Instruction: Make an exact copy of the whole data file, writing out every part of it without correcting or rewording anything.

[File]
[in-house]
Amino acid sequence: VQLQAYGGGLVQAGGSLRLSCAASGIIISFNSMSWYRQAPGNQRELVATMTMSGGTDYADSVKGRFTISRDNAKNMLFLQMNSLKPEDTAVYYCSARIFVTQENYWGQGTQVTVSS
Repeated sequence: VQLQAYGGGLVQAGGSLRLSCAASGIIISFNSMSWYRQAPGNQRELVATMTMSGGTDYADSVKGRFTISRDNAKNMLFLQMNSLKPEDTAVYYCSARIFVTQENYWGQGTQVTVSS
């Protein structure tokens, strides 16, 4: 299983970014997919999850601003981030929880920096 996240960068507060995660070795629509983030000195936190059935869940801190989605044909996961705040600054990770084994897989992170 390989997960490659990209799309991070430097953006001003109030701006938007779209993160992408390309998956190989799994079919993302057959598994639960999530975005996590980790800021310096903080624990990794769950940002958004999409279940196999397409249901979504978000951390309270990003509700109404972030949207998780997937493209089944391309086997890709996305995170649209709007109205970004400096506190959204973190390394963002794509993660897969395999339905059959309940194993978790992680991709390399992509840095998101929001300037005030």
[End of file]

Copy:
[in-house]
Amino acid sequence: VQLQAYGGGLVQAGGSLRLSCAASGIIISFNSMSWYRQAPGNQRELVATMTMSGGTDYADSVKGRFTISRDNAKNMLFLQMNSLKPEDTAVYYCSARIFVTQENYWGQGTQVTVSS
Repeated sequence: VQLQAYGGGLVQAGGSLRLSCAASGIIISFNSMSWYRQAPGNQRELVATMTMSGGTDYADSVKGRFTISRDNAKNMLFLQMNSLKPEDTAVYYCSARIFVTQENYWGQGTQVTVSS
């Protein structure tokens, strides 16, 4: 299983970014997919999850601003981030929880920096 996240960068507060995660070795629509983030000195936190059935869940801190989605044909996961705040600054990770084994897989992170 390989997960490659990209799309991070430097953006001003109030701006938007779209993160992408390309998956190989799994079919993302057959598994639960999530975005996590980790800021310096903080624990990794769950940002958004999409279940196999397409249901979504978000951390309270990003509700109404972030949207998780997937493209089944391309086997890709996305995170649209709007109205970004400096506190959204973190390394963002794509993660897969395999339905059959309940194993978790992680991709390399992509840095998101929001300037005030």